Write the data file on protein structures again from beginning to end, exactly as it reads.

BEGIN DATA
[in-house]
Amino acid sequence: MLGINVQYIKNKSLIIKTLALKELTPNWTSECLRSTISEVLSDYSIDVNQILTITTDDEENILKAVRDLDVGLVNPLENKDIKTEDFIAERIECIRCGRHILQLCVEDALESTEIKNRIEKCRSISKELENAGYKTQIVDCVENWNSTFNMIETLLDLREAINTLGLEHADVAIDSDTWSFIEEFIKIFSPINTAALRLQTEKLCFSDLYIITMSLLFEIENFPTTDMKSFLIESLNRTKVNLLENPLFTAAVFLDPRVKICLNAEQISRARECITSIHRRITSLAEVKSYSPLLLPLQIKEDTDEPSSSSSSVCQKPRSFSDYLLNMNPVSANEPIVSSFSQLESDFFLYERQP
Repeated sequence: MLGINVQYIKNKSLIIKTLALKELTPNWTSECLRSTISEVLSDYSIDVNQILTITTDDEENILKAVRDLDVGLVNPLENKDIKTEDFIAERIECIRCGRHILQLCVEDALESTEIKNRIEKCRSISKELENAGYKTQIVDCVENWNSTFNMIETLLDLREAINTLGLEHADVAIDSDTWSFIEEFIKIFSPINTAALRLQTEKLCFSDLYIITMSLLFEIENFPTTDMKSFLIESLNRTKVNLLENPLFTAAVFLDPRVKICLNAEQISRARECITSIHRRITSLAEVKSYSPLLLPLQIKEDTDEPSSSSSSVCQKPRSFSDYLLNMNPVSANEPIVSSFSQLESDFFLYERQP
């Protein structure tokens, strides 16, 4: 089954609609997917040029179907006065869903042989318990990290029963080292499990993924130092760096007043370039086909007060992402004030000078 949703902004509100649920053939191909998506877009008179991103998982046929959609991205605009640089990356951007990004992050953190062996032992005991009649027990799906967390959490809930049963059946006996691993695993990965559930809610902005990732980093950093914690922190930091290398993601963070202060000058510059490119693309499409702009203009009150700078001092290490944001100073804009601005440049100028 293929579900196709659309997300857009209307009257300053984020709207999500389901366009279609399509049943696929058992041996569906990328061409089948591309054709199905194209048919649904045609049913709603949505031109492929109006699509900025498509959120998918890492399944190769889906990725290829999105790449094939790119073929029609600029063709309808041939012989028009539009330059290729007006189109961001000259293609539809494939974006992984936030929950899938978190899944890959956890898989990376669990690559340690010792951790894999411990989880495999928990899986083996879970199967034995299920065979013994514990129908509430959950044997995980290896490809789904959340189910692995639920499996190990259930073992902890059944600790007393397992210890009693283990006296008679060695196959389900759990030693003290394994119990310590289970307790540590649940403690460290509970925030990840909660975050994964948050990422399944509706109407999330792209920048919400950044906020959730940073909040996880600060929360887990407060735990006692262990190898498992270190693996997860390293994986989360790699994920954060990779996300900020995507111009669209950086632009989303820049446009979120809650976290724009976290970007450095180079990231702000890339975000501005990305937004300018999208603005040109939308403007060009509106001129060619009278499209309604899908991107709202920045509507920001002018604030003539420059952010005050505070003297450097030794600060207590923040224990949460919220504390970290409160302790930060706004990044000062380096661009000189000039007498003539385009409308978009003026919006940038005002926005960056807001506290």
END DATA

[in-house]
Amino acid sequence: MLGINVQYIKNKSLIIKTLALKELTPNWTSECLRSTISEVLSDYSIDVNQILTITTDDEENILKAVRDLDVGLVNPLENKDIKTEDFIAERIECIRCGRHILQLCVEDALESTEIKNRIEKCRSISKELENAGYKTQIVDCVENWNSTFNMIETLLDLREAINTLGLEHADVAIDSDTWSFIEEFIKIFSPINTAALRLQTEKLCFSDLYIITMSLLFEIENFPTTDMKSFLIESLNRTKVNLLENPLFTAAVFLDPRVKICLNAEQISRARECITSIHRRITSLAEVKSYSPLLLPLQIKEDTDEPSSSSSSVCQKPRSFSDYLLNMNPVSANEPIVSSFSQLESDFFLYERQP
Repeated sequence: MLGINVQYIKNKSLIIKTLALKELTPNWTSECLRSTISEVLSDYSIDVNQILTITTDDEENILKAVRDLDVGLVNPLENKDIKTEDFIAERIECIRCGRHILQLCVEDALESTEIKNRIEKCRSISKELENAGYKTQIVDCVENWNSTFNMIETLLDLREAINTLGLEHADVAIDSDTWSFIEEFIKIFSPINTAALRLQTEKLCFSDLYIITMSLLFEIENFPTTDMKSFLIESLNRTKVNLLENPLFTAAVFLDPRVKICLNAEQISRARECITSIHRRITSLAEVKSYSPLLLPLQIKEDTDEPSSSSSSVCQKPRSFSDYLLNMNPVSANEPIVSSFSQLESDFFLYERQP
């Protein structure tokens, strides 16, 4: 089954609609997917040029179907006065869903042989318990990290029963080292499990993924130092760096007043370039086909007060992402004030000078 949703902004509100649920053939191909998506877009008179991103998982046929959609991205605009640089990356951007990004992050953190062996032992005991009649027990799906967390959490809930049963059946006996691993695993990965559930809610902005990732980093950093914690922190930091290398993601963070202060000058510059490119693309499409702009203009009150700078001092290490944001100073804009601005440049100028 293929579900196709659309997300857009209307009257300053984020709207999500389901366009279609399509049943696929058992041996569906990328061409089948591309054709199905194209048919649904045609049913709603949505031109492929109006699509900025498509959120998918890492399944190769889906990725290829999105790449094939790119073929029609600029063709309808041939012989028009539009330059290729007006189109961001000259293609539809494939974006992984936030929950899938978190899944890959956890898989990376669990690559340690010792951790894999411990989880495999928990899986083996879970199967034995299920065979013994514990129908509430959950044997995980290896490809789904959340189910692995639920499996190990259930073992902890059944600790007393397992210890009693283990006296008679060695196959389900759990030693003290394994119990310590289970307790540590649940403690460290509970925030990840909660975050994964948050990422399944509706109407999330792209920048919400950044906020959730940073909040996880600060929360887990407060735990006692262990190898498992270190693996997860390293994986989360790699994920954060990779996300900020995507111009669209950086632009989303820049446009979120809650976290724009976290970007450095180079990231702000890339975000501005990305937004300018999208603005040109939308403007060009509106001129060619009278499209309604899908991107709202920045509507920001002018604030003539420059952010005050505070003297450097030794600060207590923040224990949460919220504390970290409160302790930060706004990044000062380096661009000189000039007498003539385009409308978009003026919006940038005002926005960056807001506290």